The success of legalization initiatives in Colorado and Washington in November has sparked a new conversation in Mexico, one of the world's top marijuana growers, reports the Los Angeles Times. Mexico's new president, Enrique Peña Nieto, opposes legalization, but he told CNN that the news from Washington and Colorado "could bring us to rethinking the strategy." The governor of Colima state, Mario Anguiano, floated the idea of a legalization referendum for his small coastal state.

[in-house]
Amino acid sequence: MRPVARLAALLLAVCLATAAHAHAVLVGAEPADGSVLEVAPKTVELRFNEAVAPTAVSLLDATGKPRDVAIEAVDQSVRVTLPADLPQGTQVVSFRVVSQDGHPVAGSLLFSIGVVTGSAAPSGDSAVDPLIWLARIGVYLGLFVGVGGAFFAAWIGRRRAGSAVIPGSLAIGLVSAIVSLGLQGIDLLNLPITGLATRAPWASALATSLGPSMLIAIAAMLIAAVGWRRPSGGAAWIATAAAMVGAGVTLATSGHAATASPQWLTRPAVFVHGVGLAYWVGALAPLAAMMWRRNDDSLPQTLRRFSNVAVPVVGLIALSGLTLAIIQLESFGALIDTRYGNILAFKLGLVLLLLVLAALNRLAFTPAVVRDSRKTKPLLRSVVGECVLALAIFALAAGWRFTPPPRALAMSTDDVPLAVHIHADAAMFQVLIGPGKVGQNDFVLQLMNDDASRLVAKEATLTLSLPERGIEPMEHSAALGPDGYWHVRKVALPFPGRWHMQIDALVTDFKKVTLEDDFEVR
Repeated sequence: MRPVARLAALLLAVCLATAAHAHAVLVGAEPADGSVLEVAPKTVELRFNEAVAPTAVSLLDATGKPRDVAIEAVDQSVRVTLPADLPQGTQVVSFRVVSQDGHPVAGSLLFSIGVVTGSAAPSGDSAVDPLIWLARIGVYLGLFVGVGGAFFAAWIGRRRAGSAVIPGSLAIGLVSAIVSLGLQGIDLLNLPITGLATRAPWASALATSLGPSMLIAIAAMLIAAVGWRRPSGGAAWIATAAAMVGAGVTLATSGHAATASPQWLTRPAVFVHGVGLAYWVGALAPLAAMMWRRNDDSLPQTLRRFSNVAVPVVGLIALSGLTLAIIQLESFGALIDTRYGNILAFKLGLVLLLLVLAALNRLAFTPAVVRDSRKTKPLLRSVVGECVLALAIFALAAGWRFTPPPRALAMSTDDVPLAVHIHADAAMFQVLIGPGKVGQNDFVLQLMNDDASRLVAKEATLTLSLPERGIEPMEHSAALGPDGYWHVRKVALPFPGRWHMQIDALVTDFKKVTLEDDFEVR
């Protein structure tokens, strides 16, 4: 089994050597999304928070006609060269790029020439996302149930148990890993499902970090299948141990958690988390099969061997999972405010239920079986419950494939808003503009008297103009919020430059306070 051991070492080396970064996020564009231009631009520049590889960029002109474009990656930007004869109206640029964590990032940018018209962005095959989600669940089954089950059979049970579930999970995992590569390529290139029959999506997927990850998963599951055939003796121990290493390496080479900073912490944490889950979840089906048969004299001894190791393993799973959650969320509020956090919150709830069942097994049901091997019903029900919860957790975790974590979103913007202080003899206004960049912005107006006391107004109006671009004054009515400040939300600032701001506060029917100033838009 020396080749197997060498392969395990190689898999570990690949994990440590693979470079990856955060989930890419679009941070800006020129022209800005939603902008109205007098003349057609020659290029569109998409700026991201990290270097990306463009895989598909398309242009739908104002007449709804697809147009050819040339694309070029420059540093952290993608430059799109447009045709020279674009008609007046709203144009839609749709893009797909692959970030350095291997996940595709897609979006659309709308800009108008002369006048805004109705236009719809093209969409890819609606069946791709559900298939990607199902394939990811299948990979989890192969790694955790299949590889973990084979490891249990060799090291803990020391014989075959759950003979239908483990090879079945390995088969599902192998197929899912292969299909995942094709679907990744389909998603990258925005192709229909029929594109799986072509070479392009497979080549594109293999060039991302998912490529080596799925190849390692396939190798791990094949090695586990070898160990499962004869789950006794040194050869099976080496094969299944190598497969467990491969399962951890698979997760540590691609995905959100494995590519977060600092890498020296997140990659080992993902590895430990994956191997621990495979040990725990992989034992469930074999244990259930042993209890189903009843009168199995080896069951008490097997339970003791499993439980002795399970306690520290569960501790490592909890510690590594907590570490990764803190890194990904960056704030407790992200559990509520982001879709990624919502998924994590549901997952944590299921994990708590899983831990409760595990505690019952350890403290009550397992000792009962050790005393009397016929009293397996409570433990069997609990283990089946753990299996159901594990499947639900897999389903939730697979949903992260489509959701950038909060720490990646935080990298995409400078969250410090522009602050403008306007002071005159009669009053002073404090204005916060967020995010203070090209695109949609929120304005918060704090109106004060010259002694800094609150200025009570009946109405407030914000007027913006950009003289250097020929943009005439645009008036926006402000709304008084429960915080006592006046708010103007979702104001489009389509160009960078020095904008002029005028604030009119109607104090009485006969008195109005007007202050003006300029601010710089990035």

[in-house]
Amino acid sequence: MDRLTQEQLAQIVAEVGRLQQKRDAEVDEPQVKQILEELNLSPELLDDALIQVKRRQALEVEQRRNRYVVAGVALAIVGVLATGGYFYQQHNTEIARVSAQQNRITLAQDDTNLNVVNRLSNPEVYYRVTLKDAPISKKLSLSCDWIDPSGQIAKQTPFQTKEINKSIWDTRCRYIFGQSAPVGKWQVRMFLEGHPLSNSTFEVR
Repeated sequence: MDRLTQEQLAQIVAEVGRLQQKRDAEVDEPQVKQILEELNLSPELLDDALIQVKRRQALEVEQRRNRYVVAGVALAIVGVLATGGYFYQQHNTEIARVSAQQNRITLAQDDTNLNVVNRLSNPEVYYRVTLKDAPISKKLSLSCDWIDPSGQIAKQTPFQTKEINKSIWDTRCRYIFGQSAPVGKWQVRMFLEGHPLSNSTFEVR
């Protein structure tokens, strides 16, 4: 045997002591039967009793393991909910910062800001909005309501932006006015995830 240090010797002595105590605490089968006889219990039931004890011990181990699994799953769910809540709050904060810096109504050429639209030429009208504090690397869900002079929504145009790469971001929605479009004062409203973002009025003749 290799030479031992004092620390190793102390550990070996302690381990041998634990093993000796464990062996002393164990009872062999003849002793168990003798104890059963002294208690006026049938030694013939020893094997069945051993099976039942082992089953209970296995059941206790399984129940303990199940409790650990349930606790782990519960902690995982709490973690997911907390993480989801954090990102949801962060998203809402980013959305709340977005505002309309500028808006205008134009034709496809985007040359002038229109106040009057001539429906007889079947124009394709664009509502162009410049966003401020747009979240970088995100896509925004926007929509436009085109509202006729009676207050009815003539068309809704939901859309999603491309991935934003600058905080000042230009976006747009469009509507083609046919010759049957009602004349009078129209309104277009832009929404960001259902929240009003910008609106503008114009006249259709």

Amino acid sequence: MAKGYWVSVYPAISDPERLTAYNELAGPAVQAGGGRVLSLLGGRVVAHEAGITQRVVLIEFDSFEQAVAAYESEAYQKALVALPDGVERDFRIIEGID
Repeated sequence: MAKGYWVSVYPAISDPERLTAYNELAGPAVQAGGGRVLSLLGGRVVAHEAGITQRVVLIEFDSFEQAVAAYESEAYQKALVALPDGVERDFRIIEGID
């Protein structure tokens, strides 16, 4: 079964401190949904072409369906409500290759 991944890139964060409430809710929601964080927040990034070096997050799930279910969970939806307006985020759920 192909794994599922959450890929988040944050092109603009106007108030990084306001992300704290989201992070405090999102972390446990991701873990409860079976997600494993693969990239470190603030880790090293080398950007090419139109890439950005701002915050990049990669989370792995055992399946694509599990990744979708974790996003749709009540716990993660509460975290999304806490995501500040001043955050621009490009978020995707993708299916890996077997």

In the Mexican Congress, Fernando Belaunzaran, a lawmaker with the left-wing Democratic Revolution Party, has introduced a national legalization bill. The cartels probably derive 20% to 25% of their drug export revenue from marijuana, and Belaunzaran contends that legalization will eat into profit that allows the cartels to buy the advanced weapons that are the cause of much bloodshed. "It's a matter of life or death," Belaunzaran said. "And after 60,000 deceased" — an estimate of the death toll in the six-year war against the cartels — "no one can say that it isn't essential to Mexicans' lives."